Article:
About a year ago, I ended up in the ER gushing so much blood from my vagina that the nurses thought I would bleed out and die.

“Are you pregnant?” they asked, thinking perhaps it could be attributed to a miscarriage.

“No, I don’t think so,” I responded.

They seemed perplexed – and remained perplexed even after doing an examination and shoving multiple gauze pads into my vagina to try to sop up some of the bleeding. The experience was far more disgusting and disturbing than I could ever describe. Let’s just say that blood clots the size of my finger oozed out of me. YEAH. To make it even worse, after all the gauze-ing and prodding, the nurses still had no idea what the cause of the bleeding was.

“We’re going to have to wait for the on-call OB-GYN doctor to get here,” they finally decided.
One IV, five mega-absorbent gauze pads, and four hours later, the doctor arrived, did an exam and found the cause of my problem: a giant uterine polyp. For those who are unfamiliar with what a polyp is — consider yourself lucky! Polyps are typically benign growths attached to the uterine wall by a large base or thin stalk – no definitive cause is known, but they’re linked to hormonal levels and grow in response to circulating estrogen. They usually stay contained in the uterus, but in my case, the polyp was so big that it slipped down into my vagina.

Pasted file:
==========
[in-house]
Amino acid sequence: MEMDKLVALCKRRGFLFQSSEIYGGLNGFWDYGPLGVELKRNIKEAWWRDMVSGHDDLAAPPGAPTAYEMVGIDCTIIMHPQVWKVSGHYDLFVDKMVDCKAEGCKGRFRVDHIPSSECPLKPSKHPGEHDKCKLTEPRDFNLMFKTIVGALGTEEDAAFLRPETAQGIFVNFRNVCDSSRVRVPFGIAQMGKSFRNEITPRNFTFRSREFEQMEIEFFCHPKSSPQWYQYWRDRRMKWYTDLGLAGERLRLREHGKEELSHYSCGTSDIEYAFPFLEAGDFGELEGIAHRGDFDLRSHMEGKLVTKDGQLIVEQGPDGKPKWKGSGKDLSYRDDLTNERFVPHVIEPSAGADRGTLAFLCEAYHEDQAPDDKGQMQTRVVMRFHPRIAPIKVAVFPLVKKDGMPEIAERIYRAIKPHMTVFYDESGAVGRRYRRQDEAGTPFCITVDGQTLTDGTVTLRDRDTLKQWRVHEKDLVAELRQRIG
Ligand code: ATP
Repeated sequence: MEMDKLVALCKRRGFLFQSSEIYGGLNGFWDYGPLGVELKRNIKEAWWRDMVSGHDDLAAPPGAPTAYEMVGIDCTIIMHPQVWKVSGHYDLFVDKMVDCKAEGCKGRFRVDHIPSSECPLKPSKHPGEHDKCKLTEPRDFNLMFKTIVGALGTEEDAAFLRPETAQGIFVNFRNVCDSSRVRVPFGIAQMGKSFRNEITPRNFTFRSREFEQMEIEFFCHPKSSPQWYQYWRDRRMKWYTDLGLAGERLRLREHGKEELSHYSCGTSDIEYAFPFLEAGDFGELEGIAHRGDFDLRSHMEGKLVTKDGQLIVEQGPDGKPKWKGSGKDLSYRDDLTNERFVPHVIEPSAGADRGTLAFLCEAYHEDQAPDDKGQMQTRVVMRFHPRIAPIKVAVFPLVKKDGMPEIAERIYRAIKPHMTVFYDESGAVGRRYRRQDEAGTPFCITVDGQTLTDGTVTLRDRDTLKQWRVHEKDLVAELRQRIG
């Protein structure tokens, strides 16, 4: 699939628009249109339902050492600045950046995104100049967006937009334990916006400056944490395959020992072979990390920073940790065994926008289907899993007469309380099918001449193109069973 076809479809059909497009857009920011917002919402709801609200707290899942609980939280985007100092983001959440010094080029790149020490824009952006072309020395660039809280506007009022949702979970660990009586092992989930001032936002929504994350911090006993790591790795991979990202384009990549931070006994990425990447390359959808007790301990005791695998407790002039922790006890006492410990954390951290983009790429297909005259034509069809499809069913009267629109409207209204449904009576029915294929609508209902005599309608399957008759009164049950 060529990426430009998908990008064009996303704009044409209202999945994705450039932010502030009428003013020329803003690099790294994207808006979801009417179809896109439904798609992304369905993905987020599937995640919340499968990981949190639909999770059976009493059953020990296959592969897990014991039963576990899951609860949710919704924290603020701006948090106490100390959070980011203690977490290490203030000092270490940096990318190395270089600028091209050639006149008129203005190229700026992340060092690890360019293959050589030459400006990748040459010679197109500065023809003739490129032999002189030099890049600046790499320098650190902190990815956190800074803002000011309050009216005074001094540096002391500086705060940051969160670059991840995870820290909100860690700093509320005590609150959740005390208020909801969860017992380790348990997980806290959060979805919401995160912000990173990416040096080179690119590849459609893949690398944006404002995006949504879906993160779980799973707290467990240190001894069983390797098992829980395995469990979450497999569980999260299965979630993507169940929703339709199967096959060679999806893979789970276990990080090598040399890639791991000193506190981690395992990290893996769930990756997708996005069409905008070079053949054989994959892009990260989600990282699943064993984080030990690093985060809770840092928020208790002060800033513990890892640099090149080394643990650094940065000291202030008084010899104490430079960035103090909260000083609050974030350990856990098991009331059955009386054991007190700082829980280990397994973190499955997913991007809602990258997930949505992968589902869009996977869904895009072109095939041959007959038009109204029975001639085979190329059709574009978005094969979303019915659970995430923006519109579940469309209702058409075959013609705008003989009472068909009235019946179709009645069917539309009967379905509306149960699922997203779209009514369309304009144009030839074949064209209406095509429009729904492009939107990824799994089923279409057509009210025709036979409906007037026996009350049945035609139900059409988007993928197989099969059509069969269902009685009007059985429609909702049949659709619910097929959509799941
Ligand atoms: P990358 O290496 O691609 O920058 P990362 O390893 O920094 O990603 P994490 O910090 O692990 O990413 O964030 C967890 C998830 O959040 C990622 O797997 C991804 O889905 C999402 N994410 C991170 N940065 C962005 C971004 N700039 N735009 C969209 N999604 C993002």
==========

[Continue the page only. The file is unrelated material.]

“Have you been noticing bleeding after intercourse?” the OB-GYN questioned.

I had been. For some months, actually. But I never took it seriously because I had a gynecologist and did routine visits to ensure my vagina’s health. She never said anything about a polyp and even told me that a little bit of bleeding post-coital fun is pretty common. At the time, I thought it was pretty strange, but with her reassurance I just let it go.

I paid for that decision with months of discomfort and disruption to my life. It would take six months from that day in the ER before I finally had the polyp removed. Six months of living in fear that if I left my house, there would be stains all over my clothes as if I were teenager just now learning how to use sanitary napkins or tampons. Six godforsaken months of being poked, prodded, vaginally probed and passed around to various doctors for intimate examinations.

The six month mission to finally remove the polyp wasn’t particularly typical. It was mostly the result of incompetence and my own ignorance/reliance on the opinions of doctors. Remember that first ER OB-GYN that did an examination and found the growth? Yeah, well she could’ve removed it right then and there, but instead decided that it would be “more comfortable” if I did it in her office a few days later. I agreed, mostly because I didn’t know any better and just wanted someone to take care of me. Only after arriving to her office for my appointment did I find out that she did not accept my insurance. She advised me to change my plan to one that her office would accept, and I tried — but that ultimately failed, and two months later I still did not have anything she would accept.

So I returned to my original gyno – the one who told me I shouldn’t be worried about the bleeding after sex and failed to spot the polyp months earlier – hoping that she would remove it as soon as possible.

“We are going to have to schedule you for surgery in the OR!” she exclaimed, “This polyp is far too big to remove in my office — you could bleed to death.”